30 Years of Inspiring History
History of the Sunshine Coast Triathlon (Tri) Club
Triathlon came to Australia in the early 1980s, after originating on the west coast of America. The Australian Triathlon Association was formed in 1985 on the Gold Coast and by the late 1980s, the sport of triathlon was still new to the region and there were only a handful of races spread out between Noosa and the Gold Coast.
In the late 1980’s, a small but enthusiastic group of local triathletes got together and discussed the need to form a local triathlon club on the Sunshine Coast due to the suitability of the area. The group approached TA, who gave their full support.
At 7:20pm on the 4 January 1990, the first official meeting of the Sunshine Coast Tri Club was held at the home of Jan Picton in Buddina.
The names of those who attended the first meeting are Jan Picton, Ara Hudson, Eric Little, Ian Douglas, Eric Dodwell, Peter Keepence, Vince Amos, David Raine, Mark Laverty, Diana Andrew, Peter Caie, Mark Forest Rex Gillard, Rowena Birtwhistle, Damien Vickery, Mark Paton, Russell Thompson and Roma Jones. Although Brian Barr was absent from the first meeting, Brian was nominated to be President, Jan Picton became the secretary and Roma Jones was appointed as the treasurer.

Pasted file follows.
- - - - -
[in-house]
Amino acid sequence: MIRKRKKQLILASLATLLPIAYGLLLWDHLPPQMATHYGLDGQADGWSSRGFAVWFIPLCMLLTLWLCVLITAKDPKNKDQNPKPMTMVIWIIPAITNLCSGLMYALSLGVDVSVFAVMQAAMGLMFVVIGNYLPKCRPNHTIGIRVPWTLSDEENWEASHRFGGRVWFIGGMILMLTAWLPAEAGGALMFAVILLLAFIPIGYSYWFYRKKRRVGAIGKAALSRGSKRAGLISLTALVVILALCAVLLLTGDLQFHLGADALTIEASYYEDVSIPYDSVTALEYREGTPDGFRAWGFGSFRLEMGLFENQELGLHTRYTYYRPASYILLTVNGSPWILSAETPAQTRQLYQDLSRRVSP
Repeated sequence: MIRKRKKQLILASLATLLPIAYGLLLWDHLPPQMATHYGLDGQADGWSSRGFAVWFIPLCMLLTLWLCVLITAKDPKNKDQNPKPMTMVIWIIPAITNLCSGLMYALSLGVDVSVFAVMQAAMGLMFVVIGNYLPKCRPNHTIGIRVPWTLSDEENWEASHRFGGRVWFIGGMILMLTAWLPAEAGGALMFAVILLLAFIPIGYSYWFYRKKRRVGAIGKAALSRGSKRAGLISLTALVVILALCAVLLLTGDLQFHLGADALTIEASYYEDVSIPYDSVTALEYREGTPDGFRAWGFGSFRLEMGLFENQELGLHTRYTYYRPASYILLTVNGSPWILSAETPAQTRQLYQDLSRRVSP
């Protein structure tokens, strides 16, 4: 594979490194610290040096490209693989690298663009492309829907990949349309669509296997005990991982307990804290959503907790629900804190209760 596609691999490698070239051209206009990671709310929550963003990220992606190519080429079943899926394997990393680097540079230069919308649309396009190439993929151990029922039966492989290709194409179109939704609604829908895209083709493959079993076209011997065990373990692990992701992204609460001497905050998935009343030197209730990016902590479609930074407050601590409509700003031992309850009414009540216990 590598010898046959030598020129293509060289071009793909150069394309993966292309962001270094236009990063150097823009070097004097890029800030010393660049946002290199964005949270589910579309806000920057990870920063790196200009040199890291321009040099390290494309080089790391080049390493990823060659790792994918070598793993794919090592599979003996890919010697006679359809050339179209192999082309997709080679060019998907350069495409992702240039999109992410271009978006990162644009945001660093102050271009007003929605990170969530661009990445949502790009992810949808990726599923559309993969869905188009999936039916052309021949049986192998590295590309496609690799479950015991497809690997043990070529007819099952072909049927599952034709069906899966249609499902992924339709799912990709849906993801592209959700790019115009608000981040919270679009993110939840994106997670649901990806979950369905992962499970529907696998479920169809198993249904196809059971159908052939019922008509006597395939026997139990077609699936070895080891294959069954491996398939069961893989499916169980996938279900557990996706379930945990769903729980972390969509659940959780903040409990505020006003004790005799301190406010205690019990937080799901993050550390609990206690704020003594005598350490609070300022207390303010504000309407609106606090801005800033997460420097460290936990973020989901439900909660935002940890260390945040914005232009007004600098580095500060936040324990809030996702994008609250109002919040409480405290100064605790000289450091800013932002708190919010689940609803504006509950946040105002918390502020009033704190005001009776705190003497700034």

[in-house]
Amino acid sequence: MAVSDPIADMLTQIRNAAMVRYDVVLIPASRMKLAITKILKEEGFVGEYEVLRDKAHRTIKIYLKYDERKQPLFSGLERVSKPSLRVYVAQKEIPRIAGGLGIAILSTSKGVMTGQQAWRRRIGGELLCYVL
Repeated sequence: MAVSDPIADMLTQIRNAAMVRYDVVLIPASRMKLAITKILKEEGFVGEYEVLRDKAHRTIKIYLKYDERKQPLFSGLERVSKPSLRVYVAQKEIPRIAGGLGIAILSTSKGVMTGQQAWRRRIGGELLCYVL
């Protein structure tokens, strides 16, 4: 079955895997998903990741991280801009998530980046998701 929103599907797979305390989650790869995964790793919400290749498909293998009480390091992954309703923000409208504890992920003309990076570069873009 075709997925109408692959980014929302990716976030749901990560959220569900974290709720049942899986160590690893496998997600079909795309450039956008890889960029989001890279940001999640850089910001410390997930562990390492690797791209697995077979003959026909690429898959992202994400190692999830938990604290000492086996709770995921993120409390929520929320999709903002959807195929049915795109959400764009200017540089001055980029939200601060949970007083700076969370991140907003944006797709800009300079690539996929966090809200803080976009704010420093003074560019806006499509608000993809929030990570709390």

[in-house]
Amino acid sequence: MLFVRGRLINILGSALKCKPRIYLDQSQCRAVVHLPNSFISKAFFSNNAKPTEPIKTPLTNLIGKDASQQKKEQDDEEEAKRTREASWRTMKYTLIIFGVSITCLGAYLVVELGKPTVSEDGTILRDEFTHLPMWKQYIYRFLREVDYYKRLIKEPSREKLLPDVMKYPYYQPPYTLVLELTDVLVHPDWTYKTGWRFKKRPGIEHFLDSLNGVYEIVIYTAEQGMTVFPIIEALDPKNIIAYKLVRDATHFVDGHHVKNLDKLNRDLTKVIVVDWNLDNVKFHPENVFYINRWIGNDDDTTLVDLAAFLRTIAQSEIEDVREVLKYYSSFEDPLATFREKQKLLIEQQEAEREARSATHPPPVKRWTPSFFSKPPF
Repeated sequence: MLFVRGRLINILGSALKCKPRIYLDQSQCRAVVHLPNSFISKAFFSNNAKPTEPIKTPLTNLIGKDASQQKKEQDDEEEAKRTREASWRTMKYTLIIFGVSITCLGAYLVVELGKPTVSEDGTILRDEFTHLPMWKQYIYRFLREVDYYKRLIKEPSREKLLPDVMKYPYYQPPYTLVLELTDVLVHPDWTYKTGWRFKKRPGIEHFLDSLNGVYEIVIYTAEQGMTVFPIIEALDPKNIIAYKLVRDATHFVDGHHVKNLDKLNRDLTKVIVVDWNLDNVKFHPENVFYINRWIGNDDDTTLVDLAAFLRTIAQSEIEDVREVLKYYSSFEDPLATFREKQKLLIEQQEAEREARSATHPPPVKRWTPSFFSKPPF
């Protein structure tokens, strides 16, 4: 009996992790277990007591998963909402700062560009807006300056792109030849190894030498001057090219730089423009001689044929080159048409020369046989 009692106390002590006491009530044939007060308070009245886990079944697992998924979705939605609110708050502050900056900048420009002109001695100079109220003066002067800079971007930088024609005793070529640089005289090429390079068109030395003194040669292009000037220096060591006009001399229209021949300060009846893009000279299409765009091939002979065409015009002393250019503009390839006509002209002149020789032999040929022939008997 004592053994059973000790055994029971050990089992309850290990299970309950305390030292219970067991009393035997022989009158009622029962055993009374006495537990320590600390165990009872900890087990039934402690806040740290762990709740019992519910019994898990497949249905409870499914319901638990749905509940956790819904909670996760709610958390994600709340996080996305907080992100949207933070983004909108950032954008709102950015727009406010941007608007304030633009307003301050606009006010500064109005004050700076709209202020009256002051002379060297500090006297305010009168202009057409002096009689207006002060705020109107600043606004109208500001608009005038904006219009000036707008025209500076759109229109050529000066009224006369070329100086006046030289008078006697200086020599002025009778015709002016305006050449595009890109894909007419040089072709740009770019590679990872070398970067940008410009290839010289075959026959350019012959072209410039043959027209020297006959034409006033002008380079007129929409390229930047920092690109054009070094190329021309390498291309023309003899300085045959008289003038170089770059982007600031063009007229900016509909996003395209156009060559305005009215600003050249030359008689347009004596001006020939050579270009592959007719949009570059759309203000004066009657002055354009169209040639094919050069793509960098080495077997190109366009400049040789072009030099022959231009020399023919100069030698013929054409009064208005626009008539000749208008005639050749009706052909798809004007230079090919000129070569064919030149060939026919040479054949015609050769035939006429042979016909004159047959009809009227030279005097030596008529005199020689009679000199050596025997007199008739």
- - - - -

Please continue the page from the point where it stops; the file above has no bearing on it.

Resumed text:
The following Sunday, the second SCTC meeting was held at 6:00am at La Balsa Park. It was agreed that this would be the perfect area to conduct training, and the tradition of meeting every Sunday (later it was moved to Friday) for an early morning swim across Mooloolaba was born. The first official SCTC event was a Time Trial, which was held on the 18 February. The first triathlon was held on the 22 April 1990.
The Sunshine Coast Tri Club became a registered not-for-profit Incorporation in September 1990. The purpose of the club was to foster and develop the growth of the sport of triathlon on the Sunshine Coast, to create a forum to discussed on training methods, to promote the widest possible participation in all levels of ability, to promote public and media interest in the sport, to organize training sessions for club members, to foster interclub competition. Membership fee was $20.
Despite no sponsorship, no equipment and very little money, the club grew quickly with enthusiastic and committed members. The club committee wrote the race rules and sought funding for sports equipment from the local council. The SCTC met once a week for training, and once a fortnight for formal committee meetings. By May 1991, regular short and long course triathlons were being held at several locations, including Cotton Tree, Fishermans Road, Chancellor Park and Twin Waters.
In 1994, over 60 athletes participated in the SCTC short and long course triathlon at Maroochy Waters, and the SCTC hosted the Volvo Women’s Triathlon in infamously atrocious conditions at Twin Waters. In 1994, Greg Jordan won first place at the World Duathlon Championships and the Fast and Furious Duathlon, as well as coming third in the Pomona King of the Mountain.